Sandi Doughton. The Seattle Times science reporter explains in “Full-Rip 9.0” exactly what’s going to happen when the big earthquake shakes us down. If you can’t get enough of this topic — and who doesn’t love reading about cataclysmic disasters destined to strike home? — in “The Orphan Tsunami of 1700,” geologist Brian Atwater and several other authors describe the clues to a 1700 tsunami in Japan that may predict our coming earthquake and giant wave. In“Living with Earthquakes in the Pacific Northwest: A Survivor’s Guide,” Robert Yeats blends explanations of the likely impact of an upheaval in the offshore Cascadia Subduction Zone with practical information on how to survive The Big One.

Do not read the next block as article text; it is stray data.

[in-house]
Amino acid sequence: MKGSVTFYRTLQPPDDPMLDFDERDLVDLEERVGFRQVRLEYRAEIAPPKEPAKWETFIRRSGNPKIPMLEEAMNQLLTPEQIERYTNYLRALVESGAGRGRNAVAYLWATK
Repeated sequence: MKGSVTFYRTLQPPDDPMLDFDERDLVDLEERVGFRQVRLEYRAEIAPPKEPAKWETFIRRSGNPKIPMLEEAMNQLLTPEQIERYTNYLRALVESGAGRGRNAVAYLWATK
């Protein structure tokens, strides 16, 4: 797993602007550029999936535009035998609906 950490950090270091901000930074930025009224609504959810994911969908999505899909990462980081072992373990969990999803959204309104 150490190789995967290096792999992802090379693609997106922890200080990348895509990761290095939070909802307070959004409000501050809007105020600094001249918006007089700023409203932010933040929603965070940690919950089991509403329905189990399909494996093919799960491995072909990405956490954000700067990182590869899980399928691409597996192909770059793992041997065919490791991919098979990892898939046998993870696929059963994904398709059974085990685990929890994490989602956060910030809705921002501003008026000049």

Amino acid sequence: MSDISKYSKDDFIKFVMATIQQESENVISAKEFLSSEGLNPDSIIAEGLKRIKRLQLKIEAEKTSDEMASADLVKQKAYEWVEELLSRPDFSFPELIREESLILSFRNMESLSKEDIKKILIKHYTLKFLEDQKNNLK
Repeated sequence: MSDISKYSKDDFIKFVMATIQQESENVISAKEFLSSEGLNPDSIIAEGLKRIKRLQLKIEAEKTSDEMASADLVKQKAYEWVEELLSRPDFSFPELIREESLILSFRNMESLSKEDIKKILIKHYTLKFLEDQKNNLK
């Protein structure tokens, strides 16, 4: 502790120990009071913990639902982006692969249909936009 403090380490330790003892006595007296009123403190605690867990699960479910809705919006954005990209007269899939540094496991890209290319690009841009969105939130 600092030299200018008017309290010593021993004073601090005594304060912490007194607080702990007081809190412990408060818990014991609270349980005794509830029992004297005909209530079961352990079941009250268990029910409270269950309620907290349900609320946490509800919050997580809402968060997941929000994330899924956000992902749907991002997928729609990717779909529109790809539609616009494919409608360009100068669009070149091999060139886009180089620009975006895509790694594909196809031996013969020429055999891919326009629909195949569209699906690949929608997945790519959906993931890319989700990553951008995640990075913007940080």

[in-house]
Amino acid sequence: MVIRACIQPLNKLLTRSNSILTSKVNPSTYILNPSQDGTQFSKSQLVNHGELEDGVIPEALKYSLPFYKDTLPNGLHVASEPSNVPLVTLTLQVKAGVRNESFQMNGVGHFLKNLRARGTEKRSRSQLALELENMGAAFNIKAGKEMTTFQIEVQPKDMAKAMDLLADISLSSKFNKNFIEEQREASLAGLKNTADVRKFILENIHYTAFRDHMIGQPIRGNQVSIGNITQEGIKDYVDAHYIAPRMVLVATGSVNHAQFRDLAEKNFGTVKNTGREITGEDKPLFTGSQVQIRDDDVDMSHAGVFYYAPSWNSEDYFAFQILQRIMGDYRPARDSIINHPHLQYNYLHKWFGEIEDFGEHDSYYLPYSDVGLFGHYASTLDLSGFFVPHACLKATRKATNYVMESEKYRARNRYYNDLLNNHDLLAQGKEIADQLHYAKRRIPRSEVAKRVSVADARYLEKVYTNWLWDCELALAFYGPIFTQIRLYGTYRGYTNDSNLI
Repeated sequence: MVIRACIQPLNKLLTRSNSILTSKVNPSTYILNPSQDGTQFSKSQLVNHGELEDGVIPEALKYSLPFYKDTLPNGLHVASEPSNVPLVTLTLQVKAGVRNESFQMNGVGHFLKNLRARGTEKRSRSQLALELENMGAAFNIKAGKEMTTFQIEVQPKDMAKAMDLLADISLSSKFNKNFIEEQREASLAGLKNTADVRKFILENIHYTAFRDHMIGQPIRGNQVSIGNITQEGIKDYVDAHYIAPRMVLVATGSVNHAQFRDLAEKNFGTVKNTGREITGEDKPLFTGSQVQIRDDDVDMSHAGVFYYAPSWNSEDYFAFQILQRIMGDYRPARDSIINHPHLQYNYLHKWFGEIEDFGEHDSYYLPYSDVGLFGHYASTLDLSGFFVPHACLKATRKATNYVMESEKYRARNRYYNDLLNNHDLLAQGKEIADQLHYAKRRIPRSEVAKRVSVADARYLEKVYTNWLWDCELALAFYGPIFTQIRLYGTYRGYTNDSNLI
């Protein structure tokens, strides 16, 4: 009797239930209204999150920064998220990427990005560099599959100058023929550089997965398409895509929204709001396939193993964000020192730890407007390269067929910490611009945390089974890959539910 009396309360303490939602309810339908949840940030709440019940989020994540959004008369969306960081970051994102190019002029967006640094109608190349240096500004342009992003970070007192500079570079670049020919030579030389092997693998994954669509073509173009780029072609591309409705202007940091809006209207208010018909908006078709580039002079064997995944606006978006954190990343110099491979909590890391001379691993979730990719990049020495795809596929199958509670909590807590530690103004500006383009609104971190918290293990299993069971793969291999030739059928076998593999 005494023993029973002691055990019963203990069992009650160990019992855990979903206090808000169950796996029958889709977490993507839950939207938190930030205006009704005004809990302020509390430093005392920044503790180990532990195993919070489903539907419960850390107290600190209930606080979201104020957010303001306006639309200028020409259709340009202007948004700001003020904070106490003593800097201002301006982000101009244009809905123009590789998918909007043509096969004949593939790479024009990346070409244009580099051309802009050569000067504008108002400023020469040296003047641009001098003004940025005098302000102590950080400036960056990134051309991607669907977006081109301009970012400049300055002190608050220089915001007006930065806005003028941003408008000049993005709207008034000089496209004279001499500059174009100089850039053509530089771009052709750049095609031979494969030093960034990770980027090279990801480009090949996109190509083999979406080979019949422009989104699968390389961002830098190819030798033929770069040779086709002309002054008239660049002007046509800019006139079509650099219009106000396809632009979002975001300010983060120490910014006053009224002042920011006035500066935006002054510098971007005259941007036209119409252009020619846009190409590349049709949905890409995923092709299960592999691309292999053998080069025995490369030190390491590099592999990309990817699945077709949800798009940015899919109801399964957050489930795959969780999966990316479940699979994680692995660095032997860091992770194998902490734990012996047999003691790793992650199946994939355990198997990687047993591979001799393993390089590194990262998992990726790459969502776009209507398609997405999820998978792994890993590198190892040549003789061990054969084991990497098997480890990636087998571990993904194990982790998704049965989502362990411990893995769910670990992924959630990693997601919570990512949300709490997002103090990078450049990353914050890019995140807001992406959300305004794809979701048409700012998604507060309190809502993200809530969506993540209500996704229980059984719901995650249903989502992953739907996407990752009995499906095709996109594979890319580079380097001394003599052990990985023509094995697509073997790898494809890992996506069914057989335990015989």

Arthur R. Kruckeberg. I suspect that Kruckeberg’s book “The Natural History of Puget Sound Country” will stand for years as the definitive natural history of our region, from its creation by Ice Age glaciers to the human impacts of today (though those impacts can only have accelerated, thanks to the enormous influx of people since it was published in paperback in 1995). Flora, fauna, climate, habitats, life histories of key critters — the whole shebang.
Arthur Lee Jacobson. Jacobson is a one-man repository of information about Seattle trees, plants and other botanical matters. His “Wild Plants of Greater Seattle” and “Trees of Seattle” come to mind; “Wild Plants of Seattle” is especially useful because of the detailed botanical illustrations..